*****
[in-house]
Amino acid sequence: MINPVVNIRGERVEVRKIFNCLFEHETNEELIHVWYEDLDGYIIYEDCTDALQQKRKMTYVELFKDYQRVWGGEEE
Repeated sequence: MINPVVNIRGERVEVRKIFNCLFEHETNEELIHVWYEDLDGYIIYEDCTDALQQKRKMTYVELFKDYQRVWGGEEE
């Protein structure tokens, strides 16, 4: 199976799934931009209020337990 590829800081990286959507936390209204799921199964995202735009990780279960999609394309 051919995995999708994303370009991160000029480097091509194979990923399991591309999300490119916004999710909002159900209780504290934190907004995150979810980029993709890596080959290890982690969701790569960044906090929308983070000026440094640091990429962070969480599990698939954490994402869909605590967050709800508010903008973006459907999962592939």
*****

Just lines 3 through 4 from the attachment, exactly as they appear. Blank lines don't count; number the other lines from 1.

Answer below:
Repeated sequence: MINPVVNIRGERVEVRKIFNCLFEHETNEELIHVWYEDLDGYIIYEDCTDALQQKRKMTYVELFKDYQRVWGGEEE
């Protein structure tokens, strides 16, 4: 199976799934931009209020337990 590829800081990286959507936390209204799921199964995202735009990780279960999609394309 051919995995999708994303370009991160000029480097091509194979990923399991591309999300490119916004999710909002159900209780504290934190907004995150979810980029993709890596080959290890982690969701790569960044906090929308983070000026440094640091990429962070969480599990698939954490994402869909605590967050709800508010903008973006459907999962592939």